Royal Court boss Vicky Featherstone’s evident fascination with the creative potential of the under-tens – last year she actually put a group in charge of her theatre for a week – reaches something of an apex with this sweetly cutting satire about Coalition educational reform, in which the bulk of the cast are aged eight.
I really can’t imagine what sort of coaching, wrangling or devilry Featherstone – who directs – employed to coax such uniformly fine performances out of her young charges. It’s certainly something to do with part-time teacher Molly Davies’s excellent, sympathetic script, which never asks unrealistic emotional or linguistic demands of the kids (though she can’t resist the odd amusing one-liner – ‘oh God, I’m so stressed’, sighs a little girl at one point). But whatever the case, they’re bloody good, adorable but implacable little beings who stage an eccentric coup against a sinister ‘child-led learning’ scheme.
That scheme is Badger Do Best, an all-encompassing, 360-degrees package of picture books, classroom props and teaching methods based around the antics of the eponymous mammal, who teaches his woodland friends that doing your best is more important than winning. The rigorous system, devised by palpably self-interested children’s telly star Sali Rayner (Amanda Abbington), aims to put children in charge of the classroom – but only after rigorously sculpting their morals and personalities.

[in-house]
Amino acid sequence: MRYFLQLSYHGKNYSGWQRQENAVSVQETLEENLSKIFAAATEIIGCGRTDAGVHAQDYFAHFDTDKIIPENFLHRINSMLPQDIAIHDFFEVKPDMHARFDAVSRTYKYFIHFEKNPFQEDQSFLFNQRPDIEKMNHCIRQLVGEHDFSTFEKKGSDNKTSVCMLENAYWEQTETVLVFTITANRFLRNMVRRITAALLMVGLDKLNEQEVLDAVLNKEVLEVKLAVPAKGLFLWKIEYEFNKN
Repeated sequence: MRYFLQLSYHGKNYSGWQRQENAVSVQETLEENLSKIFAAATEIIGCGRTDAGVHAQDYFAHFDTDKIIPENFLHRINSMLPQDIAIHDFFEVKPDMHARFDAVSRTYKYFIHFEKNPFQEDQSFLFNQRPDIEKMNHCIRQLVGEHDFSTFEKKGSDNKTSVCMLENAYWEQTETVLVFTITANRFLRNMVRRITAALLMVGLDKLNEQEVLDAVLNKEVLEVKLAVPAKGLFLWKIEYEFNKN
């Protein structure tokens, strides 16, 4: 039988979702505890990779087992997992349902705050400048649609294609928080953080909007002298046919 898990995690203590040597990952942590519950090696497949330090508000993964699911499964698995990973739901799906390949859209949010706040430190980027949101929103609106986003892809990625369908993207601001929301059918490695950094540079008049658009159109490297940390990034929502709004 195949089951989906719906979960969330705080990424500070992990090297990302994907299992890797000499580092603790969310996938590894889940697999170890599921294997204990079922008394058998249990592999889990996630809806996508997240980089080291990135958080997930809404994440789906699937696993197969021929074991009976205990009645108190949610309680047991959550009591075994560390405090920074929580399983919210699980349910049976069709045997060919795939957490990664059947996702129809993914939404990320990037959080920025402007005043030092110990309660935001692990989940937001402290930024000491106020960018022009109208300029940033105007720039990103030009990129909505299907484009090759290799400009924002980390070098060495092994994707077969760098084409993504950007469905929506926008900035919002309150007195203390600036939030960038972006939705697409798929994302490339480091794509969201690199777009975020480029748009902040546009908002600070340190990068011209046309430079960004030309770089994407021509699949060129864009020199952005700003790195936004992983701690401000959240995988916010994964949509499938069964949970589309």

Unfortunately for Sali, she hadn’t reckoned on pre-tween rebel Louis (Bobby Smalldridge, though played by Nancy Allsop as Louie on alternate nights). He’s an ordinary but creative young man who refuses to be confined by the Badger programme’s emotional straitjacket, and in doing so jeopardises the experimental scheme’s funding future.
The kids steal the show with their mix of sweetness and disconcerting child logic, but I should say the adults are also pretty good – in particular Nikki Amuka-Bird as the school’s passive-aggressive head, while Chloe Lamford’s naturalistic classroom set is note perfect.
I’m neither a primary school parent nor a teacher, so it’s not totally clear to me whether Davies’s targets go beyond the current government and on to longer-term trends in teaching. But I’m acquainted enough with Govian reforms and the Coalition’s chilling obsession with the morality of the poor to know that the playwright lands several body blows in this eccentric, incisive satire.
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